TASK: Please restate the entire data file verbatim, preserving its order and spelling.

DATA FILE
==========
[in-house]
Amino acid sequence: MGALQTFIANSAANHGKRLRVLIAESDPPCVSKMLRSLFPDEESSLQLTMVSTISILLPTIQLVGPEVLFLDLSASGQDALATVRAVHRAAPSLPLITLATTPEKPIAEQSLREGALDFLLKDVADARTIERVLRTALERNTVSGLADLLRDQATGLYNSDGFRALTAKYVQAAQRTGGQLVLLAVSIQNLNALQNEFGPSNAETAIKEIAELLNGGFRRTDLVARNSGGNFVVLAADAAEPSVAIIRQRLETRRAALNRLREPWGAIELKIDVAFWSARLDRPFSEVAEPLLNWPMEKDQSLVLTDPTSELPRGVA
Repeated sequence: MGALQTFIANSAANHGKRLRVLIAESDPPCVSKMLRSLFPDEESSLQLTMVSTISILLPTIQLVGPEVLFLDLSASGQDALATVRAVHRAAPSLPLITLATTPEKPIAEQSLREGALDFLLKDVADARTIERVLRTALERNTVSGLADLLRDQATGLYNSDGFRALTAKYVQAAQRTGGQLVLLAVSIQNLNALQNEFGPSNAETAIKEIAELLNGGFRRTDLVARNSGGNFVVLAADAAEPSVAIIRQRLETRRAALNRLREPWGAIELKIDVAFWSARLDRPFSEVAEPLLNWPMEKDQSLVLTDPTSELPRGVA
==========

[in-house]
Amino acid sequence: MGALQTFIANSAANHGKRLRVLIAESDPPCVSKMLRSLFPDEESSLQLTMVSTISILLPTIQLVGPEVLFLDLSASGQDALATVRAVHRAAPSLPLITLATTPEKPIAEQSLREGALDFLLKDVADARTIERVLRTALERNTVSGLADLLRDQATGLYNSDGFRALTAKYVQAAQRTGGQLVLLAVSIQNLNALQNEFGPSNAETAIKEIAELLNGGFRRTDLVARNSGGNFVVLAADAAEPSVAIIRQRLETRRAALNRLREPWGAIELKIDVAFWSARLDRPFSEVAEPLLNWPMEKDQSLVLTDPTSELPRGVA
Repeated sequence: MGALQTFIANSAANHGKRLRVLIAESDPPCVSKMLRSLFPDEESSLQLTMVSTISILLPTIQLVGPEVLFLDLSASGQDALATVRAVHRAAPSLPLITLATTPEKPIAEQSLREGALDFLLKDVADARTIERVLRTALERNTVSGLADLLRDQATGLYNSDGFRALTAKYVQAAQRTGGQLVLLAVSIQNLNALQNEFGPSNAETAIKEIAELLNGGFRRTDLVARNSGGNFVVLAADAAEPSVAIIRQRLETRRAALNRLREPWGAIELKIDVAFWSARLDRPFSEVAEPLLNWPMEKDQSLVLTDPTSELPRGVA